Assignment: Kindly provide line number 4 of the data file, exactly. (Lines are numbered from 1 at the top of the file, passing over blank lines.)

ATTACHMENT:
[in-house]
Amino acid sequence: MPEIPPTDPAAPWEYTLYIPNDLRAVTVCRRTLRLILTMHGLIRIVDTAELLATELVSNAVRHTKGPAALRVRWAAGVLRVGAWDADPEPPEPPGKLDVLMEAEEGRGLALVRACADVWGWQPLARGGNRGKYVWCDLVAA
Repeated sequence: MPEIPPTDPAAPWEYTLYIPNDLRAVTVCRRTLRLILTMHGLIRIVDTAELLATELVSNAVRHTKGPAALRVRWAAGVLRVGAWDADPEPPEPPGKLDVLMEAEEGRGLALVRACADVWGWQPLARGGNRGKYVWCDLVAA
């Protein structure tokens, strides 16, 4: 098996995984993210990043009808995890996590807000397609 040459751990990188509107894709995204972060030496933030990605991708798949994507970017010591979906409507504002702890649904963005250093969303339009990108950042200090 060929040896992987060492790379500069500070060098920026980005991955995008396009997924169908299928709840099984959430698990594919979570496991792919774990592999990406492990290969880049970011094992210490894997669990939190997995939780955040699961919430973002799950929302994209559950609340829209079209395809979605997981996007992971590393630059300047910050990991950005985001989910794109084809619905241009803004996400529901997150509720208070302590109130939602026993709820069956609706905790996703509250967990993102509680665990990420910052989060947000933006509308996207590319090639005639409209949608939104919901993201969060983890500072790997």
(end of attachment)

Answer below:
């Protein structure tokens, strides 16, 4: 098996995984993210990043009808995890996590807000397609 040459751990990188509107894709995204972060030496933030990605991708798949994507970017010591979906409507504002702890649904963005250093969303339009990108950042200090 060929040896992987060492790379500069500070060098920026980005991955995008396009997924169908299928709840099984959430698990594919979570496991792919774990592999990406492990290969880049970011094992210490894997669990939190997995939780955040699961919430973002799950929302994209559950609340829209079209395809979605997981996007992971590393630059300047910050990991950005985001989910794109084809619905241009803004996400529901997150509720208070302590109130939602026993709820069956609706905790996703509250967990993102509680665990990420910052989060947000933006509308996207590319090639005639409209949608939104919901993201969060983890500072790997």